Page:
Emil Bisgaard is a Partner in Poul Schmith/Kammeradvokaten and together with Andreas Estrup Ippolito, Partner in Poul Schmith/Kammeradvokaten, they will give a presentation at the Industrial Security Conference on November 13-15 on the first day of the conference in Danish. Among others, they will talk about NIS2 and give a status and share experiences in the area. In the presentation, the NIS2 rules are summarized, and they will give an idea of how the task can be approached in the light of what we know and what we don’t know about the future of the rules.
Read an interview with Emil prior the conference here.
What is your background? And how do you work with industrial security on a daily basis?
I have a master’s degree in business law, and have been working as a commercial law consultant at Poul Schmit/Kammeradvokaten for 12 years with IT and infrastructure projects. My work with industrial security is related to critical infrastructure projects where I assist clients with matters within cybersecurity, regulation, and contracts.
What do you see as the biggest opportunities and challenges in connection with cyber- and industrial security?
One of the biggest challenges from my point of view is probably the historic and technical (and organizational) gap between OT and IT and the fact that legislation such as NIS2 doesn’t really distinguish between OT and IT. From a legal standpoint the two domains are subject to the same overall legal requirements, but many organizations have very different approaches to security in IT and OT – and for good reasons!
Nevertheless, at this point we need to build some bridges and take great care of the communication when we talk about the legal requirements for cyber security in the industry. Another challenge is the diversity of the “industry” and the utilities sector where the extent of digitalization and maturity of cyber security has great variations. This means that many organizations have very different starting points when it comes to cyber security and the work with compliance with regulation in the cyber security domain.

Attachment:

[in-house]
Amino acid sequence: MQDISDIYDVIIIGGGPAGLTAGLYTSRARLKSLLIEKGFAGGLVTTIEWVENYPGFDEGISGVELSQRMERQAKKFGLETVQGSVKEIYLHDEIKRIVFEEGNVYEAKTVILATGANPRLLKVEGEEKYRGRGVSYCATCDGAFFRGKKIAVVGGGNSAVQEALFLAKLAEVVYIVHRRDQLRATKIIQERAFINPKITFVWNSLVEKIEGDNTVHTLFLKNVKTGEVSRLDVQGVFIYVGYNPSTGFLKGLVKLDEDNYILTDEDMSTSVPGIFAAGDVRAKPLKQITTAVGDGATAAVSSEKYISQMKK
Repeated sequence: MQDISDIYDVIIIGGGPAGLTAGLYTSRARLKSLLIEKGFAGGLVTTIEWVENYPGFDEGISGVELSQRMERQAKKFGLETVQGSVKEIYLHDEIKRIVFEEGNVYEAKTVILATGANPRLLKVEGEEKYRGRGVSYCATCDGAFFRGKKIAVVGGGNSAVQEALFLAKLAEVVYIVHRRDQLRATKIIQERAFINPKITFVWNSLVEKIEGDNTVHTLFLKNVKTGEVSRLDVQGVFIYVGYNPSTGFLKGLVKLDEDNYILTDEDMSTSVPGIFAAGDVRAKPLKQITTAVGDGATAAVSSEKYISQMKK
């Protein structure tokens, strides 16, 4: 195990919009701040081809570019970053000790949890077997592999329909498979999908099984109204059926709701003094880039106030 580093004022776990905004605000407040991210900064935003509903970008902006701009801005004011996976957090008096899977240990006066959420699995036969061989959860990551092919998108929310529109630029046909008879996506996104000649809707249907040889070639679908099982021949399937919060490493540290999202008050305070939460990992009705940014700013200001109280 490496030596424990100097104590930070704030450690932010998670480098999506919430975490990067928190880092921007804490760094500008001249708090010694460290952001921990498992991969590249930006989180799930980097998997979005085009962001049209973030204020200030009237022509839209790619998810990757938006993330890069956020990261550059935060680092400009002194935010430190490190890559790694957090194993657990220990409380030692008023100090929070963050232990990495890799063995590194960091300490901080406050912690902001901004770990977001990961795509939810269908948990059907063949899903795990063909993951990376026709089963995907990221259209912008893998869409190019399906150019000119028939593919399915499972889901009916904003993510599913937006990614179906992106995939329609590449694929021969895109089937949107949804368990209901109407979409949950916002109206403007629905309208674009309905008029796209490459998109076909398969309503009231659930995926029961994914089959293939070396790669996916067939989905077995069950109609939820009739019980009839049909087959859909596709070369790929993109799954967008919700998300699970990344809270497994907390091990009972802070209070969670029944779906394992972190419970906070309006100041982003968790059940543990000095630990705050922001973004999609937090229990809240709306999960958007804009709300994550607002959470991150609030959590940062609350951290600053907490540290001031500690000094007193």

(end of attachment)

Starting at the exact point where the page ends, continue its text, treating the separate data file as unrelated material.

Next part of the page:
When looking forward just 5-10 years, what do you think will be different within security?
I expect exponentially higher complexity among other things as a result of much, much more application of cloud services, IoT and an almost completely digitalized industry.
What are your own expectations for the conference? And which keynotes are you looking forward to hearing?
I expect great networking opportunities and exchange of experiences. If I must choose just one keynote it must be The Danish Energy Agency’s presentation on the creation of a safety forum for OT.
What will your keynote be about, and which learnings are you hoping the participants take with them?
The keynote is about NIS2 and the implications for the industry and the critical infrastructure in Denmark. It’s a very special time because we know the NIS2-directive (most of) the application area of the rules, the minimum-security requirements, the sanctions and not least the deadline for compliance with the Danish NIS2-rules on 18 October 2014 – but we don’t know the actual Danish NIS2-rules yet. Regardless, as time is running out, we must find appropriate ways of moving forward with the work on NIS2-compliance based on what we know at this point.
Do you want to hear more from Emil Bisgaard on NIS2-directive?
Join the international Industrial Security Conference 13-15 November to hear an interesting presentation with Emil Bisgaard on the NIS2-directive and the implications. Read more and sign up for the conference here.